What remains a relaxing if time-consuming passion for some can turn into an out-of-control habit for others. “For me, gaming started as an after-school activity to do with my brother when I was a teenager,” says Jonas, “It all changed when the first expansion set of World of Warcraft was released in 2007. It was a super big deal to the gaming community.” Adding new environments and characters to the original game, World of Warcraft: The Burning Crusade sold nearly 1.6 million copies in Europe in its first month of release alone.
“The world was undeniably addictive. It gave me a sense of exploration, a sense of accomplishment. All of my problems, all of my obligations, all of my responsibilities, they just faded away.” He had started his Abitur late, and the age difference between him and his peers meant he had few friends outside of the game. “It gave me a sense of community, where nothing in reality could compare.”
According to Mörsen, young men in “protected, safe” environments are most at risk for gaming addiction. During summer vacation, living at home with no job to go to, Jonas says, “I would wake up at 4pm and game until 5am. I barely went to see friends anymore. I started to feel incredibly guilty, like a failure.”
Stepping away from the game only led to more guilt. “These gaming societies are a major aspect of what holds you in. When I wasn’t in the game, I felt as if I was letting down hundreds of friends!” The personal responsibility to other gamers along with his feelings of worthlessness among his schoolmates kept Jonas gaming until 2010. After starting university at the Berlin School of Economics and Law, he made a conscious decision to kick the habit and truly focus on the life ahead of him.
I would wake up at 4pm and game until 5am. When I wasn’t in the game, I felt as if I was letting down hundreds of friends!
While Jonas was able to cut himself off from gaming on his own, others don’t find it so easy to stop. Jannis Wlachojiannis is the head project coordinator at the Lost in Space Rehab Center in Kreuzberg. Originally established as a counsel ling centre for gambling addicts, Lost in Space expanded to include computer and video games in 2006; they now have nearly 500 gaming clients, up from the original 40. Half of these are relatives of addicts who have come to receive advice on helping loved ones recognise and address their gaming problem.
“For some of my clients, the addiction is so strong that many experience withdrawal symptoms,” says Wlachojiannis. “I had one client in his mid-twenties who, whenever his mother would disconnect the internet, was subject to intense rage.” Another client, Wlachojiannis explains, went two years ‘sober’, entering into a steady relationship which helped to keep his mind off it all. “When he and his girlfriend broke up, though, he immediately relapsed.”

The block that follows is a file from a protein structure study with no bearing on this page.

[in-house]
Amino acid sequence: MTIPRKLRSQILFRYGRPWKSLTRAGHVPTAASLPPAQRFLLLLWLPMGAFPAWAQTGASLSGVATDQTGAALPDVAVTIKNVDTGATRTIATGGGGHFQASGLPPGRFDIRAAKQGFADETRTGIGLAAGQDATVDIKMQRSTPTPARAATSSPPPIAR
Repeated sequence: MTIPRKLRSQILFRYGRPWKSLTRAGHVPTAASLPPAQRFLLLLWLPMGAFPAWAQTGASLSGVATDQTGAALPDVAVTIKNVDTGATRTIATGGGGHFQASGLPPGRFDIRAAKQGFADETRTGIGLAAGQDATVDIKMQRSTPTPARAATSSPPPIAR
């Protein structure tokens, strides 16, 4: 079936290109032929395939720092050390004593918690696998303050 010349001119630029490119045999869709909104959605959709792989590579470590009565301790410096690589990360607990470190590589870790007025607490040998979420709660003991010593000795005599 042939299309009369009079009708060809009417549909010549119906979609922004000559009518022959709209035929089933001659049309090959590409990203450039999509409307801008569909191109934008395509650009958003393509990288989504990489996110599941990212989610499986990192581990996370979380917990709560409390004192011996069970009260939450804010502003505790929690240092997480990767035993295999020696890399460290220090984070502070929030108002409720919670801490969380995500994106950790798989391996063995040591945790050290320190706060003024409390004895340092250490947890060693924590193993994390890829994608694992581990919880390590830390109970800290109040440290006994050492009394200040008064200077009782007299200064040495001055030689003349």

Wlachojiannis’ rehab programme uses what he calls a “traffic light” method. “The idea is to identify which situations or things are subject to influence addicts to start gaming – these things we put in a ‘red zone’. ‘Yellow zone’ items might trigger the need to play, so caution is necessary. ‘Green zone’ components would be something completely unrelated to gaming, like drinking a cup of tea in the sun. I encourage my clients to only partake in behaviours from the yellow and green zones. The best way to cut a video game addiction is to just stop cold turkey.”
His clients receive individual counselling sessions along with anonymous group meetings where they discuss their progress and later move onto something more social, such as playing Frisbee in the park. Yet, even with a well organised rehab program, Wlachojiannis admits that 60-70 percent of his clients are still likely to return. For her part, Mörsen admits to very high relapse rates in the beginning of her treatments, dropping to 25 percent after a full year of therapy.
While some of Mörsen’s Charité colleagues, such as Andreas Heinz remain sceptical that gaming (and other behavioural addictions) can be classed along with alcoholism and drug dependence, video and computer game addiction is being taken more and more seriously. “Although some studies are still lacking, it seems that the WHO will most likely give video game addiction a legitimate classification in the next year,” states Dr. Mörsen. Daniel, on the other hand, hopes that the public can come to a better understanding of video games before demonising them.
“Yes, video games are powerful, they are a substantial thing that negatively affect people at large. I hope society doesn’t take these people’s problems for granted. But I also hope they can understand that video games are a way for people to enjoy themselves, even if they do decide to play for 40 hours a week. As with everything in life, a healthy balance is all that is needed.”
Originally published in issue #138, May 2015.